The highly-wrought, witty, often poetic sentences in Sekula’s pieces often seem hard to reconcile with the flat, prosaic photographs that accompany them. He was much better at describing what he didn’t want his photographs to do than he was at achieving a truly thoughtful alternative. His wall text for the slide show Waiting for Tear Gas, for instance, enunciates his program “of anti-photo-journalism: no flash, no telephoto zoom lens, no gas mask, no auto-focus, no press pass and no pressure to grab at all costs the one defining image of dramatic violence.”
It is well and good to identify the clichés of photo-journalism and to steer clear of them if possible. But something more productive and illuminating should grow up in their place. Sekula’s dark and muddy snapshots of clashes between hunched demonstrators and baton-wielding police are, I’m afraid, clichés, too. (Far more rousing photographs of street protests could be seen in the group show at the South St. Seaport Museum in 2012 on the short-lived Occupy Wall St. movement.)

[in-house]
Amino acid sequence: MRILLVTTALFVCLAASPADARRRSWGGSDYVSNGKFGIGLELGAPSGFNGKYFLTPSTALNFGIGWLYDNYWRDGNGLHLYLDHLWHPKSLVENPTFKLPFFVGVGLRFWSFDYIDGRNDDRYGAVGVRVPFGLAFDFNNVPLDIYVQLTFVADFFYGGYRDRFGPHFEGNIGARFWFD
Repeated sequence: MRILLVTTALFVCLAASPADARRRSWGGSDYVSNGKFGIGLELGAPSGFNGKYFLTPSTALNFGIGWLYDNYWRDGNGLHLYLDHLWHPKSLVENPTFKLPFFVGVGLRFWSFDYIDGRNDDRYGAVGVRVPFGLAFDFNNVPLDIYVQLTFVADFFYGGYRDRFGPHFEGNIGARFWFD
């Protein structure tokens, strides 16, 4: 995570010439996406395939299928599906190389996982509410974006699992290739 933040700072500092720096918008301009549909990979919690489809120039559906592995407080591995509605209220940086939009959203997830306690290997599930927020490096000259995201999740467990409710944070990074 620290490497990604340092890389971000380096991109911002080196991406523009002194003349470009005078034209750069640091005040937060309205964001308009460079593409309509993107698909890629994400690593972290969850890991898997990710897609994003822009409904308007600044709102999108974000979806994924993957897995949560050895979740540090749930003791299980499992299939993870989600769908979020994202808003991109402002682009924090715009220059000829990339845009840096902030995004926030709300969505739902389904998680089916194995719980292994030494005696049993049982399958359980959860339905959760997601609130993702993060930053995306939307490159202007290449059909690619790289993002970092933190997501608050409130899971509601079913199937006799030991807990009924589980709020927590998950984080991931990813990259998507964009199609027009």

Sekula’s unguarded solidarity with the protesters is admirable. He wants his pictures to convey the risks they were taking—of being beaten and gassed and jailed. “Something very simple is missed by descriptions of this as a movement founded in cyberspace: the human body asserts itself in the city streets, against the abstraction of global capitalism.” By reducing the immensely complex issues around globalization to one of protesters putting their bodies in harm’s way, however, he sentimentalizes them, turning their rock-throwing into futile, if heroic gestures. When street protests are framed as a struggle against “the abstraction of global capitalism,” is there any doubt which side is destined to win?
In a posthumous tribute in Artforum, Benjamin H.D. Buchloh accurately described the “intense hostility of indifference” by art institutions to Sekula’s photographs while he was alive. Buchloh rather grandly compared his friend’s alienation from the mainstream to Bertolt Brecht’s exile in Hollywood during the 1940s.
The indifference among curators was grounded, it seems to me, in skepticism that Sekula’s photographs were accomplishing the job he had set himself—that of presenting with penetrating insight the destructive forces of global capitalism on laborers aboard ships and on the docks. Photography has never been effective at exposing the causes of things, only at showing some of the effects and superficialities.